In the preferred embodiment of the tool, the shaft has a right angular bend external to the thick or rear end of the wedge that serves as a lever for cranking or turning the eccentric element. The shaft also has a radial projection such as a cross-pin or a staked region having a diameter greater than the hole in the thick rear of the wedge through which the shaft passes. This is for facilitating driving the wedge initially between the members that are to be separated. The shaft can be retracted by use of the handle which is on the lever and can then be rammed forward repeatedly so the projection on the shaft imparts impulses or hammer-like blows to the rear of the wedge for driving it between the members.
How the above-mentioned and other objects of the invention are achieved will be evident in the more detailed description of a preferred embodiment of the invention which will now be set forth in reference to the drawing.
FIG. 1 is a prespective view of the expandible wedge prying tool;
FIG. 2 is a side view of the tool as it appears before it is inserted between members that are to be parted;
FIG. 3 is similar to FIG. 2 except that it shows in phantom lines the position which the separated jaws of the tool attain after the eccentric element has been actuated;
FIG. 4 is a perspective view of the expandible wedge with one of the jaws broken away to reveal the interior of the wedge; and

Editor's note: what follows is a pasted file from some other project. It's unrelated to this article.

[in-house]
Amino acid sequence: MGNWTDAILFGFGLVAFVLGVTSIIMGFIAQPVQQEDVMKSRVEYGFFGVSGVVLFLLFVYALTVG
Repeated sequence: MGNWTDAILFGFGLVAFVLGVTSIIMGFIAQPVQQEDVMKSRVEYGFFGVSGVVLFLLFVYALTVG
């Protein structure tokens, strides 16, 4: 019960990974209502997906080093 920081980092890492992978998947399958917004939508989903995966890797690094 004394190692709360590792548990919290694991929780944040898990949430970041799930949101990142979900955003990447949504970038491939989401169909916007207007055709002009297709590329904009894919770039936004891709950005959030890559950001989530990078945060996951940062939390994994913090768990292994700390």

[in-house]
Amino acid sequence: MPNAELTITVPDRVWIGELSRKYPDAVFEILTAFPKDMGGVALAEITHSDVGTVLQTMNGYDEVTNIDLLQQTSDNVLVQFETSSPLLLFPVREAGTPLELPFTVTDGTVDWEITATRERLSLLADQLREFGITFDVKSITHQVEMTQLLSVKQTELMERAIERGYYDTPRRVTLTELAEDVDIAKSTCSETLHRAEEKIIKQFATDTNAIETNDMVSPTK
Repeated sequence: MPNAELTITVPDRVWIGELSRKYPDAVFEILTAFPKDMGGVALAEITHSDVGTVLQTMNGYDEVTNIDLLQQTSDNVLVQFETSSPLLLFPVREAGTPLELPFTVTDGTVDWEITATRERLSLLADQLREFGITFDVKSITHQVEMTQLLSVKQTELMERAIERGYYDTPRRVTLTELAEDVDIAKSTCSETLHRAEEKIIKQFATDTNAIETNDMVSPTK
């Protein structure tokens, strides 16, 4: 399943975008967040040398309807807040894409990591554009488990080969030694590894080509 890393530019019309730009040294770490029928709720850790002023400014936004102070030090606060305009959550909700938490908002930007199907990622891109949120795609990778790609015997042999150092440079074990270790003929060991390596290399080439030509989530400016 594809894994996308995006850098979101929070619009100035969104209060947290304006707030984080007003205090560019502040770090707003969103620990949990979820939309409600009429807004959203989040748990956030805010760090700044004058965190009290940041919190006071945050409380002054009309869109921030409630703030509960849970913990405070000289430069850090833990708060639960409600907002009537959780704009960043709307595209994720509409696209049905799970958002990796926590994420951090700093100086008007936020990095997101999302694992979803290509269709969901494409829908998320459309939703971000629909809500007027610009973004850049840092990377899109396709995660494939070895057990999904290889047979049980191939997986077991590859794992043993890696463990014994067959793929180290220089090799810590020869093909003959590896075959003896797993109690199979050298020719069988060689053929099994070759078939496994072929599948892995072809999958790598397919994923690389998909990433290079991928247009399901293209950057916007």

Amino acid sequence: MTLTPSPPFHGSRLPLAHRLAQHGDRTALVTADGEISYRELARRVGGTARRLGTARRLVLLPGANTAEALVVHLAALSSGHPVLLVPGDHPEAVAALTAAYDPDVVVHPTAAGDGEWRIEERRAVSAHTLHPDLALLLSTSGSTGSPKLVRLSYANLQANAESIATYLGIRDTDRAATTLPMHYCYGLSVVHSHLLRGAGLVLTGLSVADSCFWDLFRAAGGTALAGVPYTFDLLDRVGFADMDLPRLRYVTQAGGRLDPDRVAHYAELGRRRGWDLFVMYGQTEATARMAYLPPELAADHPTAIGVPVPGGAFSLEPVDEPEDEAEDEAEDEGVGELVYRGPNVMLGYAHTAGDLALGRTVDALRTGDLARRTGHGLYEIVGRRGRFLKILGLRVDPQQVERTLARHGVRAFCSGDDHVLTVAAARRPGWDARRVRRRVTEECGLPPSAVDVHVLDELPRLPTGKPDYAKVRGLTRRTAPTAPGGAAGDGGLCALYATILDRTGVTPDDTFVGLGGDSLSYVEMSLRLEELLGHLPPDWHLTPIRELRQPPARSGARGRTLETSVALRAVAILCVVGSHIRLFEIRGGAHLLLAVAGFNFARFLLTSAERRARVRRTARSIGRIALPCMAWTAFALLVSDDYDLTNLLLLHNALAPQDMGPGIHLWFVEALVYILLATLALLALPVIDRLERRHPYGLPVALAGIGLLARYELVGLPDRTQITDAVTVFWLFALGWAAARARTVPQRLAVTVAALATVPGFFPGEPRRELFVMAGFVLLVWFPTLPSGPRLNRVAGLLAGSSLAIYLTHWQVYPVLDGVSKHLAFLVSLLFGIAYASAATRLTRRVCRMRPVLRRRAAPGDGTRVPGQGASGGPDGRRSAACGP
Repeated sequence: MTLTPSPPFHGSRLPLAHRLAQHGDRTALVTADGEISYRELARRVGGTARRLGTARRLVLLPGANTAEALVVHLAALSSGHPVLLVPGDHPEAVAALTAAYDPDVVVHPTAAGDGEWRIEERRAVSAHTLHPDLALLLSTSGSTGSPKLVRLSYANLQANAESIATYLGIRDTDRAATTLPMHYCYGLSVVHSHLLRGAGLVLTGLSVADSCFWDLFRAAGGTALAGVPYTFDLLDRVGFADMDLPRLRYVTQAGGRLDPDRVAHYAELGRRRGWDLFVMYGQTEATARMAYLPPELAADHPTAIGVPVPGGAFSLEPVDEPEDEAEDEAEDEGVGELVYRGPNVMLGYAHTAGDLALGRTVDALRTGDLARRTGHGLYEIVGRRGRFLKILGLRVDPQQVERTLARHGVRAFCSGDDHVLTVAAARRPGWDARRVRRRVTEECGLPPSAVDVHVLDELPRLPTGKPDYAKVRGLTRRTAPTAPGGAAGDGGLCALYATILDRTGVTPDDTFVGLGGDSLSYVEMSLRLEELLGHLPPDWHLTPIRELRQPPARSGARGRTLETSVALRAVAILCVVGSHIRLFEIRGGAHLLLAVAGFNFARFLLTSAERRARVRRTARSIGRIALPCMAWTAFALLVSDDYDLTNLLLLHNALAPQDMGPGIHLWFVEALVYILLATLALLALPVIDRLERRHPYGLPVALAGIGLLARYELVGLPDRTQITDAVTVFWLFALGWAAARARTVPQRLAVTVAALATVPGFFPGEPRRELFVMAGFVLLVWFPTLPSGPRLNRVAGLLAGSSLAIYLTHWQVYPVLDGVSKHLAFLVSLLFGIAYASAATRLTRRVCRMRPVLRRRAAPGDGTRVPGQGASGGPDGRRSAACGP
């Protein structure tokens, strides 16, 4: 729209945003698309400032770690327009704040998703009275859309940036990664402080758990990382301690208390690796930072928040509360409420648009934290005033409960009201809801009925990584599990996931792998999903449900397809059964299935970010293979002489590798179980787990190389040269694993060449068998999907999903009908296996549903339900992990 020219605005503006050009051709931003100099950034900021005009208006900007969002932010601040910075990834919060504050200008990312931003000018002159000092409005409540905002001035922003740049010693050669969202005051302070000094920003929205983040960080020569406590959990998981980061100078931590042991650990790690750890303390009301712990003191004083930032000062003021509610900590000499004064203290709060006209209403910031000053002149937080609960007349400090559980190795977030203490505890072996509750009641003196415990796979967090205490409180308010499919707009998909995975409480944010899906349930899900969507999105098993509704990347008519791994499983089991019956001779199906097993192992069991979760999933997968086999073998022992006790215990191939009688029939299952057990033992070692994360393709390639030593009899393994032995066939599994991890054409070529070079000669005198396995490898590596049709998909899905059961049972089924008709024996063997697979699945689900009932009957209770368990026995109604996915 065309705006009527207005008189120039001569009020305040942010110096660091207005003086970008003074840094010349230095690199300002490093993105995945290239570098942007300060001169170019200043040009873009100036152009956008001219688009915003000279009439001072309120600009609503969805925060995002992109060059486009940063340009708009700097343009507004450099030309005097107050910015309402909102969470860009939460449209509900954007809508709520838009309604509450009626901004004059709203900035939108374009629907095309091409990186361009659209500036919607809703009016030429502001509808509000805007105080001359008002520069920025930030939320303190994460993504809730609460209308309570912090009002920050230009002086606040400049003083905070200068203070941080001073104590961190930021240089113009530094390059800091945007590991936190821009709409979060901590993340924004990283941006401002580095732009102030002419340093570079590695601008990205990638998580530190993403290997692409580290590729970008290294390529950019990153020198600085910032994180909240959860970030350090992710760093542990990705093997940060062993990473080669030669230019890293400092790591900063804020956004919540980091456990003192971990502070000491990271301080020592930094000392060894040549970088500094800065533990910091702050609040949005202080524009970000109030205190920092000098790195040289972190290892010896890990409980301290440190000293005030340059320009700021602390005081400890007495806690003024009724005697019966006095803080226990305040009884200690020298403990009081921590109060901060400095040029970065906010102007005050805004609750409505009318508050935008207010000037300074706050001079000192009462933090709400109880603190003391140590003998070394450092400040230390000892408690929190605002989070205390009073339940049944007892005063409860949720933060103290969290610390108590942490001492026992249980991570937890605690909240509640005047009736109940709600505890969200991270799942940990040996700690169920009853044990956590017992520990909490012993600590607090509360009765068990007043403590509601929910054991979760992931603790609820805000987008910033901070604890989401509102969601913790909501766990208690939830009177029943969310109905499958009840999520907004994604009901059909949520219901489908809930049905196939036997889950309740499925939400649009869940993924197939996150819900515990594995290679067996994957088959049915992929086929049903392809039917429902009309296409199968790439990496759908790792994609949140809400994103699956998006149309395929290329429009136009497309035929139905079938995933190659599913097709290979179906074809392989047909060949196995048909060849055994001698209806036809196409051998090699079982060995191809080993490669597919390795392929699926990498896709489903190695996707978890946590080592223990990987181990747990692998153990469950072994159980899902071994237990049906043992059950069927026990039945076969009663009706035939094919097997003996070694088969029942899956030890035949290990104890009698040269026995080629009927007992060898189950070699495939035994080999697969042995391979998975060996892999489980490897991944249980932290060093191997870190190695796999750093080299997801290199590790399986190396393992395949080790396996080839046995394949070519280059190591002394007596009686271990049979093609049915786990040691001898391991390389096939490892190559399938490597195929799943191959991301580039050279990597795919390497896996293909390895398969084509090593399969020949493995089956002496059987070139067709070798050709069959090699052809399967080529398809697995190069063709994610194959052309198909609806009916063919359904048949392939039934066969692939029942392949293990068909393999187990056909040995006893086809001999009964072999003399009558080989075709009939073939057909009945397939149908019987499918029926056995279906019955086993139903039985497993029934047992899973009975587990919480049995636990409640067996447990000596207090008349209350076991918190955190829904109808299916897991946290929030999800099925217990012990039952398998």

FIGS. 5, 6 and 7 illustrate the steps involved in prying two objects apart with the expandible wedge.
Referring to FIGS. 1, 2 and 4, the expandible wedge 10 is bent from a single strip of resilient or flexible material such as a metal so it has two longitudinally extending blades or jaws 11 and 12 and a thick rear portion 13. Steel is a suitable material but other resilient materials such as plastic can be used. The jaws 11 and 12 are bent slightly more than 90° from the plane of the rear portion 13 so the free ends or tips 14 and 15 of the jaws will contact each other without flexing the jaws. The point or line along which the jaw tips contact each other constitutes the apex of a triangle or wedge whose inclined sides are the jaws 11 and 12 and whose base is the thick rear portion 13 from which the jaws project integrally. The jaw tips 14 and 15 are thinned down or sharpened to make it easier to insert or drive the wedge between members such as a wall and a length of woodwork that is to be removed from the wall.
As can be seen particularly well in FIG. 2, the interior surfaces of jaws 11 and 12 and the rear portion 13 of the wedge provide a space 16 between the jaws which is triangular or uniformly tapered when the expandible wedge is in an unexpanded condition. As is clearly evident in FIG. 4, there is a bearing hole 17 in the rear portion 13 of the wedge. A round rod or shaft 18 extends through and is slidably reciprocable longitudinally and rotatable in the hole. Shaft 18 has a part at its inside end formed in a manner to provide a cam or eccentric element that is designated generally by the numeral 19. The eccentric element has two wings or lobes 20 and 21 which extend radially away from the axis of the shaft 18. The end of the shaft is tapered in the region 23 and the taper is confluent with the cross-sectional taper of eccentric element 19. An eccentric element that has only one lobe 21 extending away from the shaft could be used. It is only necessary that there be a cam surface such as the edge 24 of lobe 21 in FIG. 4 which is eccentric or radially spaced from the shaft 18 axis so that when torque is applied to the shaft the eccentric will cam or react against at least one jaw to expand or spread the jaws from each other and, hence, force the woodwork, for example, away from a wall or the like.